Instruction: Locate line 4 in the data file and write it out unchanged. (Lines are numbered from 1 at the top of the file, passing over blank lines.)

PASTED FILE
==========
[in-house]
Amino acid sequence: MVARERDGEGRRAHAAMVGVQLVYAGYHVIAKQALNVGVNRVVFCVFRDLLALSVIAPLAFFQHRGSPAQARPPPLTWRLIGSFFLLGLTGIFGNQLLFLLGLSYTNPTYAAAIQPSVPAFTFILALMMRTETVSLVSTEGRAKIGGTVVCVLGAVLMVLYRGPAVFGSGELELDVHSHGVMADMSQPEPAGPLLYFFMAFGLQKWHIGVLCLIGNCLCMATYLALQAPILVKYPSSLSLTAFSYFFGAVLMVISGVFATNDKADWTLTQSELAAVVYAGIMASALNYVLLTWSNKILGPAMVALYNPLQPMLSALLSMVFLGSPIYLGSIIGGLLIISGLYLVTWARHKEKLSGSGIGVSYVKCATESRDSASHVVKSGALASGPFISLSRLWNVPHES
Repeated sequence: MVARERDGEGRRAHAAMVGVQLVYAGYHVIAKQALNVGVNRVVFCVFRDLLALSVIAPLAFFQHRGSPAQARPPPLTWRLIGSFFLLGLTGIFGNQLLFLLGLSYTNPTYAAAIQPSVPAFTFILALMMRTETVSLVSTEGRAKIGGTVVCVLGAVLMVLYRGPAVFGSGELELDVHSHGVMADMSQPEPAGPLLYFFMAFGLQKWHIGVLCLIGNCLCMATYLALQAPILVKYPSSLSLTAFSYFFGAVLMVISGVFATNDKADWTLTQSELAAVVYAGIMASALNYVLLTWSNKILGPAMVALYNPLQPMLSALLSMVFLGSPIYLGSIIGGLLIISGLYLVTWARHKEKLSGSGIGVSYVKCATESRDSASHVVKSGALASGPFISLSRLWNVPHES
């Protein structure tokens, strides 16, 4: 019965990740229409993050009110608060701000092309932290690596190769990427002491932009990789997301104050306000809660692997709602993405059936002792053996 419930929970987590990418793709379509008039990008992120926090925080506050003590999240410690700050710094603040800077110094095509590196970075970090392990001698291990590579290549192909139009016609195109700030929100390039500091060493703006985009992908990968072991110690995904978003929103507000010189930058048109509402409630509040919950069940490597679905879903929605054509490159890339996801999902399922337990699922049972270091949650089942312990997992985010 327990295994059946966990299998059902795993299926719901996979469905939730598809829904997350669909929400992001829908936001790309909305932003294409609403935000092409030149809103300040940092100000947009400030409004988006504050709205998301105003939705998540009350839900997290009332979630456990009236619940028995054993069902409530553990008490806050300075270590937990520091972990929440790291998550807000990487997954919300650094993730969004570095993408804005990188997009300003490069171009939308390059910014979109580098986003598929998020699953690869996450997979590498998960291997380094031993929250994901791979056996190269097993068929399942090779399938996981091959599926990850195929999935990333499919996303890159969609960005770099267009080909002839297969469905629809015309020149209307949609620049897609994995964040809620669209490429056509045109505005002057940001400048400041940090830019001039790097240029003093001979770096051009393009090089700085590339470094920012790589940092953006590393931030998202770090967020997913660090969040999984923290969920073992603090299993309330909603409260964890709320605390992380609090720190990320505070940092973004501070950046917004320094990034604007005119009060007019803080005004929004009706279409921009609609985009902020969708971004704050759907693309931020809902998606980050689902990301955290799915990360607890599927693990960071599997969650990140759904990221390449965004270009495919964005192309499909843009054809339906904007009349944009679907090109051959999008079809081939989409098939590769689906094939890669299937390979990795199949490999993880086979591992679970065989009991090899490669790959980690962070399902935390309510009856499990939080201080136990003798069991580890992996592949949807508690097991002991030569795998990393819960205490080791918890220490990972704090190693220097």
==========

């Protein structure tokens, strides 16, 4: 019965990740229409993050009110608060701000092309932290690596190769990427002491932009990789997301104050306000809660692997709602993405059936002792053996 419930929970987590990418793709379509008039990008992120926090925080506050003590999240410690700050710094603040800077110094095509590196970075970090392990001698291990590579290549192909139009016609195109700030929100390039500091060493703006985009992908990968072991110690995904978003929103507000010189930058048109509402409630509040919950069940490597679905879903929605054509490159890339996801999902399922337990699922049972270091949650089942312990997992985010 327990295994059946966990299998059902795993299926719901996979469905939730598809829904997350669909929400992001829908936001790309909305932003294409609403935000092409030149809103300040940092100000947009400030409004988006504050709205998301105003939705998540009350839900997290009332979630456990009236619940028995054993069902409530553990008490806050300075270590937990520091972990929440790291998550807000990487997954919300650094993730969004570095993408804005990188997009300003490069171009939308390059910014979109580098986003598929998020699953690869996450997979590498998960291997380094031993929250994901791979056996190269097993068929399942090779399938996981091959599926990850195929999935990333499919996303890159969609960005770099267009080909002839297969469905629809015309020149209307949609620049897609994995964040809620669209490429056509045109505005002057940001400048400041940090830019001039790097240029003093001979770096051009393009090089700085590339470094920012790589940092953006590393931030998202770090967020997913660090969040999984923290969920073992603090299993309330909603409260964890709320605390992380609090720190990320505070940092973004501070950046917004320094990034604007005119009060007019803080005004929004009706279409921009609609985009902020969708971004704050759907693309931020809902998606980050689902990301955290799915990360607890599927693990960071599997969650990140759904990221390449965004270009495919964005192309499909843009054809339906904007009349944009679907090109051959999008079809081939989409098939590769689906094939890669299937390979990795199949490999993880086979591992679970065989009991090899490669790959980690962070399902935390309510009856499990939080201080136990003798069991580890992996592949949807508690097991002991030569795998990393819960205490080791918890220490990972704090190693220097």